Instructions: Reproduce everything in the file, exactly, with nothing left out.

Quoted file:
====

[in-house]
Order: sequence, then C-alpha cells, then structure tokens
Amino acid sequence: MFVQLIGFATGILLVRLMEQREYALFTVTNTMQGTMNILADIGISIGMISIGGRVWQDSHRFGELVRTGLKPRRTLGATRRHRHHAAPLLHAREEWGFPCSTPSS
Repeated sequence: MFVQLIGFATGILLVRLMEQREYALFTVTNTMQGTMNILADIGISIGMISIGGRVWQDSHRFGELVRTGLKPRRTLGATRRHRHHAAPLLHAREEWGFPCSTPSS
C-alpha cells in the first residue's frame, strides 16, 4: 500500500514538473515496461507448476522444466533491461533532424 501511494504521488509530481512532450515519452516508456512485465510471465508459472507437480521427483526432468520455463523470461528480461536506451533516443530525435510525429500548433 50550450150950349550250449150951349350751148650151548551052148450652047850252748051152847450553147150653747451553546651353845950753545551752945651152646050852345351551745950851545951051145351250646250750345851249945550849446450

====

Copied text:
[in-house]
Order: sequence, then C-alpha cells, then structure tokens
Amino acid sequence: MFVQLIGFATGILLVRLMEQREYALFTVTNTMQGTMNILADIGISIGMISIGGRVWQDSHRFGELVRTGLKPRRTLGATRRHRHHAAPLLHAREEWGFPCSTPSS
Repeated sequence: MFVQLIGFATGILLVRLMEQREYALFTVTNTMQGTMNILADIGISIGMISIGGRVWQDSHRFGELVRTGLKPRRTLGATRRHRHHAAPLLHAREEWGFPCSTPSS
C-alpha cells in the first residue's frame, strides 16, 4: 500500500514538473515496461507448476522444466533491461533532424 501511494504521488509530481512532450515519452516508456512485465510471465508459472507437480521427483526432468520455463523470461528480461536506451533516443530525435510525429500548433 50550450150950349550250449150951349350751148650151548551052148450652047850252748051152847450553147150653747451553546651353845950753545551752945651152646050852345351551745950851545951051145351250646250750345851249945550849446450